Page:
Hover over any icon to discover its function. Or click on the down caret (
⋁) beside an icon, if applicable, to expand that tool’s options. Tools like Borders, Fill Color, and Align work similarly to what you’d expect from another word processor, like Microsoft Word.
The best way to show you how to use some of the most common Excel editing tools is to work through an example. Let’s edit this simple student roster with test grades.
How to format text and data in Excel
The text and data formatting tools are in the Home tab of your ribbon. To start, let’s make the headers in the top two rows stand out.
Click the cells you want to format. To apply the same formatting to neighboring cells, select the first cell and drag your cursor across or down the cell range. To apply the same formatting to cells that aren’t connected, select one cell, press and hold
commandon a Mac or
Ctrlon Windows, and then select the other cells. Note: Your cell selection will remain selected unless you click on a different cell, which is convenient if you want to edit multiple formatting options.
From the ribbon, click the down caret (
⋁) beside the Font Size and select 12. Or you can enter
12in the font size field.
Click the Bold icon, which looks like the letter
Click the down caret (
⋁) beside the Fill Color icon, which looks like a paint can, and select a theme color. I’m using a light shade of green.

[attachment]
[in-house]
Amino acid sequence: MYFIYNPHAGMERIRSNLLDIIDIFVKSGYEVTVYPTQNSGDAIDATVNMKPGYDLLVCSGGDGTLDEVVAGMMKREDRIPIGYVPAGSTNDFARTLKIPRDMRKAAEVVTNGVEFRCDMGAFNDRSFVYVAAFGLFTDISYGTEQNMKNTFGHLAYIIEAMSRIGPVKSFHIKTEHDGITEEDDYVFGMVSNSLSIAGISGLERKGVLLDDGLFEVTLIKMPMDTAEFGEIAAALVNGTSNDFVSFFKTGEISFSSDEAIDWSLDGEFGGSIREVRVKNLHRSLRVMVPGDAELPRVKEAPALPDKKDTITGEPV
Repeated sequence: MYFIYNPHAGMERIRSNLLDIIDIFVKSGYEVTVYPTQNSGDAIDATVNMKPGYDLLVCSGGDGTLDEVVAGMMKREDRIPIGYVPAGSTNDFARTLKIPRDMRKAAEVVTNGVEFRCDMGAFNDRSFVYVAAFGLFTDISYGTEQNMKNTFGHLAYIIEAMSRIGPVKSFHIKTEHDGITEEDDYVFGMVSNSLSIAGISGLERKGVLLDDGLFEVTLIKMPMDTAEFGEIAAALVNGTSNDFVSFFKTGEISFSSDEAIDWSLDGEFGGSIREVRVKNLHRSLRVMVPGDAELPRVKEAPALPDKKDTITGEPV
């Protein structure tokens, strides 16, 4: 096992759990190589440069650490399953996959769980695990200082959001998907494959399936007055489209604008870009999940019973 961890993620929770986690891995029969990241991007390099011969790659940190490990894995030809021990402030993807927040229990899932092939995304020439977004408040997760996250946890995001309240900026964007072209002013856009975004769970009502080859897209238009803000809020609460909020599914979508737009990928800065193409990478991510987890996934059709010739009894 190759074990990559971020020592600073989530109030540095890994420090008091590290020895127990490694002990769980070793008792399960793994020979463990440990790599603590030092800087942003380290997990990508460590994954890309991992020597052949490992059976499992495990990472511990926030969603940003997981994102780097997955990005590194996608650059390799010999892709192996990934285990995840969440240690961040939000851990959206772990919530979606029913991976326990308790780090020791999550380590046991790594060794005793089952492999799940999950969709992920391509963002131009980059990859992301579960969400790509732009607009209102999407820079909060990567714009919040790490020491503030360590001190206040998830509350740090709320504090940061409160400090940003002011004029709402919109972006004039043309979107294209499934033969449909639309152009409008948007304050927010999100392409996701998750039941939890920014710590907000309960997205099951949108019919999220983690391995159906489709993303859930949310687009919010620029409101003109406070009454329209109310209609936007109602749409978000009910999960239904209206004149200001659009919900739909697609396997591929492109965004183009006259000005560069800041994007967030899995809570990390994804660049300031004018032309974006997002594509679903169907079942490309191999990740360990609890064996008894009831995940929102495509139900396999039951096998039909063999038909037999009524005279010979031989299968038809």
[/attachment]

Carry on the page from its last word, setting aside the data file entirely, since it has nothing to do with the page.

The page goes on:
Click the Align icon, which looks like a stack of horizontal lines. In the Text Alignment section, click Center.
This grade sheet is already a little easier to scan through. But there are a few more edits to make.
How to merge cells in Excel
The header Tests applies to cells C2 to G2, but right now, it looks like it only applies to cell C2 (Unit 1). To make this clearer, let’s merge cells C1 to G1.
Select cells C1 to G1.
From the ribbon, click the Merge icon, which looks like a horizontal line with arrowheads on both ends.
The five individual cells have now merged into one cell. And because we previously applied center alignment to all the headers, Tests automatically centers itself within the merged cells.
How to add leading zeros in Excel
The student ID numbers in column B should start with
000 (leading zeros). By default, if you enter a number that starts with zeros in Excel, like